Dietary Considerations for a Comfortable Sleep

Eliminating all sources of caffeine is essential for preventing and relieving insomnia. Some women are especially sensitive to the stimulating effects of caffeine, and even one cup of coffee in the morning can interfere with sleep patterns that night. Be scrupulous about avoiding coffee, black tea, colas and other caffeinated soft drinks, chocolate, cocoa, and coffee-flavored foods such as ice cream, yogurt, and candies. Even the trace of caffeine found in decaffeinated coffee and tea can be enough to keep you awake at night. Many over-the-counter drugs contain ingredients that can cause insomnia; for example, some pain relievers and medications to relieve PMS contain caffeine, and some decongestants contain pseudoephedrine, a powerful stimulant.
Alcohol also causes sleep problems, because it stimulates the release of adrenaline and inhibits the transport of the amino acid tryptophan into the brain. Tryptophan is necessary for the production of serotonin, a compound that enhances sleep. A mug of warm milk is a time-honored bedtime remedy that can help induce sleep because it contains tryptophan. If you prefer to avoid dairy products, drink soy milk or almond milk instead. Sweeten your beverage of choice with a bit of honey or maple syrup and vanilla and add a pinch of freshly grated nutmeg, an Ayurvedic remedy for insomnia. Milk and almond milk (and calcium-fortified soy milk) are also rich in calcium, which helps to relax the nervous system and the muscles. For this reason, many women find that taking supplements of calcium and magnesium at bedtime ensures restful sleep. Take 800 to 1,200 milligrams of calcium and 400 to 600 milligrams of magnesium about an hour before bed.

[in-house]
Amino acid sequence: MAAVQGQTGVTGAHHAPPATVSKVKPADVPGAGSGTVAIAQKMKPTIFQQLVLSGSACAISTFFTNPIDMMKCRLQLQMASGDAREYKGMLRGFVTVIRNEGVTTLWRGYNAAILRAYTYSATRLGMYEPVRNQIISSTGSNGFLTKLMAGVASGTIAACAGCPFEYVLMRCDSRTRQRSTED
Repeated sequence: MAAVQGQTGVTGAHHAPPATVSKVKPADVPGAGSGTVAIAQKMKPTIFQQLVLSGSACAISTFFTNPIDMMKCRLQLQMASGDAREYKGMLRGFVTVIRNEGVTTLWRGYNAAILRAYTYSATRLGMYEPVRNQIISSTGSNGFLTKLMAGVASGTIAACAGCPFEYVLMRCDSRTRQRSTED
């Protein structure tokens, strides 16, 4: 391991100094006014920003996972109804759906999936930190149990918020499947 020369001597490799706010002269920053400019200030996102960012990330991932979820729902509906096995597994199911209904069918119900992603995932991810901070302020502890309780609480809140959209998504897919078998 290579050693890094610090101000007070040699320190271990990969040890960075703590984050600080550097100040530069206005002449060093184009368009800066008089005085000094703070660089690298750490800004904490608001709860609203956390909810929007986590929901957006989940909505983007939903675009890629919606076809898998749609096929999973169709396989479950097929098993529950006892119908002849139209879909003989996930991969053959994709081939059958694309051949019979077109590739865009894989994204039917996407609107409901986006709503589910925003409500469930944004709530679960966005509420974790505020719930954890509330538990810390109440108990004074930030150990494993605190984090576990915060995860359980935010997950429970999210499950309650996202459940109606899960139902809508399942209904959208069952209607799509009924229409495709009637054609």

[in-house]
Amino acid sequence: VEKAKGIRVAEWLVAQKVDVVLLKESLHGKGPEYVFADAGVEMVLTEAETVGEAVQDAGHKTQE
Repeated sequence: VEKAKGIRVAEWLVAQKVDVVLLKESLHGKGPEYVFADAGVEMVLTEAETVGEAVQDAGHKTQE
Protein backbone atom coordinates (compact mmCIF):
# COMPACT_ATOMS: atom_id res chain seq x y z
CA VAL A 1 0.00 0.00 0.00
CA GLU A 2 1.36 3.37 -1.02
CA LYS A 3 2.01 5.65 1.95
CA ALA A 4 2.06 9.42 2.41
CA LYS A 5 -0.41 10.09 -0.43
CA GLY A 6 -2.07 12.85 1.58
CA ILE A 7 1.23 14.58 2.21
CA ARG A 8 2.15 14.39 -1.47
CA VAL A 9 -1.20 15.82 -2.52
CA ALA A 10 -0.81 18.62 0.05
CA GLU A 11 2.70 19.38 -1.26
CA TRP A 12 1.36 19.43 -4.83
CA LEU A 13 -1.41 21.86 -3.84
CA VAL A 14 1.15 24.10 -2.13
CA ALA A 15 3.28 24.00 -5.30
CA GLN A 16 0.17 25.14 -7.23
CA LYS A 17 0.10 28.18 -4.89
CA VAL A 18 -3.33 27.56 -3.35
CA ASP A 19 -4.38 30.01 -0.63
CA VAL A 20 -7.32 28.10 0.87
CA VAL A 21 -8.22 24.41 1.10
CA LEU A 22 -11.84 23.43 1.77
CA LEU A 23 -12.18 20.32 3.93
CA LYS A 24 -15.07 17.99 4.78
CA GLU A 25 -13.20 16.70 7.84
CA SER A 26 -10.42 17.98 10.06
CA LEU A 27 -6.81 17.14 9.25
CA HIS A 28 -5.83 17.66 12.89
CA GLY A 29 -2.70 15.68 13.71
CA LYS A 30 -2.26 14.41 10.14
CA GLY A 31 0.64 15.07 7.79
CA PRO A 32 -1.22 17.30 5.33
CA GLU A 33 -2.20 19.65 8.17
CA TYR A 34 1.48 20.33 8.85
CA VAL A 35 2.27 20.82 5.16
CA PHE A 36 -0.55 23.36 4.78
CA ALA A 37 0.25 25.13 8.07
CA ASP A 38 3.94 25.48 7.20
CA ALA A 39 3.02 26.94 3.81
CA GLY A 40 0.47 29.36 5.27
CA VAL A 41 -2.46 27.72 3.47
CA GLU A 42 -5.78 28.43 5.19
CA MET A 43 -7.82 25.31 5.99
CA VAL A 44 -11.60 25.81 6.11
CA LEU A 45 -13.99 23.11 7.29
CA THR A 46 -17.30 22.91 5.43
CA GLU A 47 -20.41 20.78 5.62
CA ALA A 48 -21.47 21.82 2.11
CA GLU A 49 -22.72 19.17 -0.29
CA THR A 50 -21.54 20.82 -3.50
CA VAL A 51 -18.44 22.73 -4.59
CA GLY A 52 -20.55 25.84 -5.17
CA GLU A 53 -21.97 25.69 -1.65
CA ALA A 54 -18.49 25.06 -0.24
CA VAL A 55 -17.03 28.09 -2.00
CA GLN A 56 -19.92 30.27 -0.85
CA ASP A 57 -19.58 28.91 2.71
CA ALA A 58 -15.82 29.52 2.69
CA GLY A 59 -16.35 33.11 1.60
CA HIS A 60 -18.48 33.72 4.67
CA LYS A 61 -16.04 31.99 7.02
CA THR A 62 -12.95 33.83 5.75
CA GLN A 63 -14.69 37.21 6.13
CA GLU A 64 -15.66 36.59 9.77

Maintaining stable blood-sugar levels during the night is important, because nighttime drops in blood sugar can cause awakening. Eating too many refined carbohydrates and sweets can cause blood-sugar instability. If nighttime hypoglycemia is a problem, have a snack such as a small bowl of whole-grain cereal or a piece of toast about 30 minutes before bedtime. In addition to helping to maintain stable blood-sugar levels, high-complex carbohydrates may also stimulate the production of the brain’s natural sedative neurotransmitters.

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